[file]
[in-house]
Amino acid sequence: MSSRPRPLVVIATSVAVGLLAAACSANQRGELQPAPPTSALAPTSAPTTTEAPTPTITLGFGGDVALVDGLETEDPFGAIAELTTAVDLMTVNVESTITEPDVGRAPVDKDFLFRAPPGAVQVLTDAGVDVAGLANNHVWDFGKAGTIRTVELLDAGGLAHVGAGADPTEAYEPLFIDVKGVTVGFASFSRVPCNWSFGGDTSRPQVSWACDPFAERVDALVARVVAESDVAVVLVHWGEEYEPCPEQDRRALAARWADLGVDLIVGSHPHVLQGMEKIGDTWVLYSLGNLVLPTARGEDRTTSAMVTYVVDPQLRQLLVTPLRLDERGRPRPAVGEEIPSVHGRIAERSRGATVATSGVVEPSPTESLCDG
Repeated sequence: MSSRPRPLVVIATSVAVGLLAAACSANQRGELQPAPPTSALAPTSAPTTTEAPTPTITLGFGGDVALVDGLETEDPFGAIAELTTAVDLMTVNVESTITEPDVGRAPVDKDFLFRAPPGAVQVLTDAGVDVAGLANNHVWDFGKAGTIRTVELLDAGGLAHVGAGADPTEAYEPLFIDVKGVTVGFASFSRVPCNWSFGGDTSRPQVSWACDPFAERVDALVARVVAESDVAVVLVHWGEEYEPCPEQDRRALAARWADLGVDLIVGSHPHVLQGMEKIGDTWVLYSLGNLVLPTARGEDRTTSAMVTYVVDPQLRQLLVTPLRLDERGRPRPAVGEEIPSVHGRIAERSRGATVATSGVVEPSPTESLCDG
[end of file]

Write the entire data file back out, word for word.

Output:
[in-house]
Amino acid sequence: MSSRPRPLVVIATSVAVGLLAAACSANQRGELQPAPPTSALAPTSAPTTTEAPTPTITLGFGGDVALVDGLETEDPFGAIAELTTAVDLMTVNVESTITEPDVGRAPVDKDFLFRAPPGAVQVLTDAGVDVAGLANNHVWDFGKAGTIRTVELLDAGGLAHVGAGADPTEAYEPLFIDVKGVTVGFASFSRVPCNWSFGGDTSRPQVSWACDPFAERVDALVARVVAESDVAVVLVHWGEEYEPCPEQDRRALAARWADLGVDLIVGSHPHVLQGMEKIGDTWVLYSLGNLVLPTARGEDRTTSAMVTYVVDPQLRQLLVTPLRLDERGRPRPAVGEEIPSVHGRIAERSRGATVATSGVVEPSPTESLCDG
Repeated sequence: MSSRPRPLVVIATSVAVGLLAAACSANQRGELQPAPPTSALAPTSAPTTTEAPTPTITLGFGGDVALVDGLETEDPFGAIAELTTAVDLMTVNVESTITEPDVGRAPVDKDFLFRAPPGAVQVLTDAGVDVAGLANNHVWDFGKAGTIRTVELLDAGGLAHVGAGADPTEAYEPLFIDVKGVTVGFASFSRVPCNWSFGGDTSRPQVSWACDPFAERVDALVARVVAESDVAVVLVHWGEEYEPCPEQDRRALAARWADLGVDLIVGSHPHVLQGMEKIGDTWVLYSLGNLVLPTARGEDRTTSAMVTYVVDPQLRQLLVTPLRLDERGRPRPAVGEEIPSVHGRIAERSRGATVATSGVVEPSPTESLCDG